Uber proposed a settlement Tuesday with the Maryland Public Safety Commission that would allow it to continue operating in the state legally — a compromise enabling it to back down from earlier statements that it would leave if it were required to operate as a cab company.
In the proposal, the rideshare company said it would drop its 60-page appeal of the commission's decision to require it to operate as a common carrier; instead it would have a subsidiary, Drinnen Inc., apply for a permit and provide a list of Uber drivers to the commission. Uber asked that regulation be updated to refer to it as a "broker," using a digital platform to connect passengers and transportation providers. It requested approval of "surge pricing," in which the cost of a ride rises based on the local demand, and said Drinnen would provide the commission and the public with schedules and prices.
The proposal would address Uber Black and Uber SUV, the company's more upscale services, but not Uber X or Uber XL, the low-cost options that match riders with drivers who use their personal vehicles.
If it is accepted, the company would agree to use only drivers with Maryland passenger-for-hire drivers licenses, except in cases where drivers are taking passengers into the state from neighboring states.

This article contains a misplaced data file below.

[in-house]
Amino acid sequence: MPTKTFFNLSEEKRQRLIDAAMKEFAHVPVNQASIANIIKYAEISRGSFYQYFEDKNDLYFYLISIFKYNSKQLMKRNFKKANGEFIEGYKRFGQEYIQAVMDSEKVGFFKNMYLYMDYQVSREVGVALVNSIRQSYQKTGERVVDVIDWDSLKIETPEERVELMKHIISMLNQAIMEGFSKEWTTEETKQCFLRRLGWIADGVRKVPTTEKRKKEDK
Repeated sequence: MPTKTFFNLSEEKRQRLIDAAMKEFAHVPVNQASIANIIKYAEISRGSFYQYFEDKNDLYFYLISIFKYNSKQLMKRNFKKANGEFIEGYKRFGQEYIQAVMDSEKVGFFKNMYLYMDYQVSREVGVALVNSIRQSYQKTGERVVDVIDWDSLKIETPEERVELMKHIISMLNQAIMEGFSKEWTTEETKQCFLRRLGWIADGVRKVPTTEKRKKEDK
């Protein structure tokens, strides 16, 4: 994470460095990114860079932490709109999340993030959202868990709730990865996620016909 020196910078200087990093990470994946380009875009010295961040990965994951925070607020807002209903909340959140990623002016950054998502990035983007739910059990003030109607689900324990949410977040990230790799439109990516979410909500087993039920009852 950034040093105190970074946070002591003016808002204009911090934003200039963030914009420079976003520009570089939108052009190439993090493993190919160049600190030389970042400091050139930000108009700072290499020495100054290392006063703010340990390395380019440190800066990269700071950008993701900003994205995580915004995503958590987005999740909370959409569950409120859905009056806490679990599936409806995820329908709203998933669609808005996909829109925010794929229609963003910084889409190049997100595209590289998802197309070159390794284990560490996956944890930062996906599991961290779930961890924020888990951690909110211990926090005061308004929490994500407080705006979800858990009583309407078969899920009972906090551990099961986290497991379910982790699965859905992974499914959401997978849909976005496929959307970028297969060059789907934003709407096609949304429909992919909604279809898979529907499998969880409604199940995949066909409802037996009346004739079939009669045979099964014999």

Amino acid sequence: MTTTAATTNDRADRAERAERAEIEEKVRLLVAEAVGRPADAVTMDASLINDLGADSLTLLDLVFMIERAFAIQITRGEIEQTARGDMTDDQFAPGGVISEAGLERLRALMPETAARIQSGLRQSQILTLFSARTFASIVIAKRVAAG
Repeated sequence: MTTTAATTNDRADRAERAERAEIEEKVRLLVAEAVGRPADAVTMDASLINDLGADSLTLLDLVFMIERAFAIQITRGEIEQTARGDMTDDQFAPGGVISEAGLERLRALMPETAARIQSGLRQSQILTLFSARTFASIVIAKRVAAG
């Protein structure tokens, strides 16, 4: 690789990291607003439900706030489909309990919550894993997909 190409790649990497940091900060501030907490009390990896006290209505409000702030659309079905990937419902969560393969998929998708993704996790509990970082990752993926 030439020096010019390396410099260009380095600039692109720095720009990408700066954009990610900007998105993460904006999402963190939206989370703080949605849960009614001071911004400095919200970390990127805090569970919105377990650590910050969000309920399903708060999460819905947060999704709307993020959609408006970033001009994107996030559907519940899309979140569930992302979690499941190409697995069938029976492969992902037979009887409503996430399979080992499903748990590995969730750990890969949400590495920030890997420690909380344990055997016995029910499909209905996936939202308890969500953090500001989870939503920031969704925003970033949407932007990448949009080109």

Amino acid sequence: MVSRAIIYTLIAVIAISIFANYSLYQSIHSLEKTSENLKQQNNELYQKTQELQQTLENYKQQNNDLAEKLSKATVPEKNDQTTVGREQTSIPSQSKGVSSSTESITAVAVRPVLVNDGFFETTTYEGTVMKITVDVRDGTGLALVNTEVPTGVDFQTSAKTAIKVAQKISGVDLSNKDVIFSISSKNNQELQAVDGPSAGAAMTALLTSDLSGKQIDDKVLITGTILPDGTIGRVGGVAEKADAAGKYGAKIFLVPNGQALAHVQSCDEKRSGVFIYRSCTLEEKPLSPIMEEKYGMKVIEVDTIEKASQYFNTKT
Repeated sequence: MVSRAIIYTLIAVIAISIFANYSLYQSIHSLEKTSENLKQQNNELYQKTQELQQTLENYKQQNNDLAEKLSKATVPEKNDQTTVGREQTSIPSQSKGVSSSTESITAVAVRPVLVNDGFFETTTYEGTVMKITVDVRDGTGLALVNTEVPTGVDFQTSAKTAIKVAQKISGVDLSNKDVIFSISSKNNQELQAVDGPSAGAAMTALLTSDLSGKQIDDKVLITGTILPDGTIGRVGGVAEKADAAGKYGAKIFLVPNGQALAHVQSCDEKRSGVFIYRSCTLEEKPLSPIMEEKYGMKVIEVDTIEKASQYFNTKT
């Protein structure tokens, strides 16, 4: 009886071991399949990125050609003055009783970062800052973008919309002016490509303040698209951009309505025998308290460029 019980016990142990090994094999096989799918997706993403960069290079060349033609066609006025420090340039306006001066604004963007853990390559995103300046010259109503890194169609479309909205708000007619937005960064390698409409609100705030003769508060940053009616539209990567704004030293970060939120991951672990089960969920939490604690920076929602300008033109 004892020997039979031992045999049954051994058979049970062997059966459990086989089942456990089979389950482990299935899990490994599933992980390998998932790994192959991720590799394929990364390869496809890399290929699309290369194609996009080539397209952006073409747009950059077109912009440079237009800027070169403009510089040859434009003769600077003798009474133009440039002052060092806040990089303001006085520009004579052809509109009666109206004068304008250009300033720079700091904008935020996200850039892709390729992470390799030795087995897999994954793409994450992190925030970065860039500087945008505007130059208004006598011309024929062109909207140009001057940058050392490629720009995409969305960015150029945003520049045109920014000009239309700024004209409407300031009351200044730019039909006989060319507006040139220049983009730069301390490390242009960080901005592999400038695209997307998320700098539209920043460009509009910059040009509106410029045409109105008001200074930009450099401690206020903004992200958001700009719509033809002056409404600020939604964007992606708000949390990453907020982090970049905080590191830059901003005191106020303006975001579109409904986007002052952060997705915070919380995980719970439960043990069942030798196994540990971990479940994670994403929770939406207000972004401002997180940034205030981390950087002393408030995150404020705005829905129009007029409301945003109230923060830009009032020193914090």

An Uber spokeswoman could not immediately be reached for comment on the proposal Tuesday night.
In the commission's original proposal in April, Judge Terry J. Romine wrote that Uber should be regulated as a common carrier like a cab service because it is a "public service company" that offers rides for hire. Taxi operators lauded Romine's opinion, as they have long argued that the rideshare companies enjoy an unfair advantage because they don't face the same regulation as traditional cab companies. Critics have also raised safety concerns regarding background checks and standards for drivers.
Uber has said it is not a taxi operator but a technology company that connects riders with drivers through its smartphone app. It is one of several such companies that have faced legislative battles in several cities over the concerns.
Uber supported legislation in Maryland this year that would have required background checks, vehicle inspections and rideshare insurance of up to $1 million. The bills, which would have created state law allowing Uber to call itself a smartphone app, rather than a cab company, failed.
The company and the commission's staff, which created Tuesday's settlement proposal together, asked the commission to call a special hearing to consider it. It is not clear when that hearing might take place.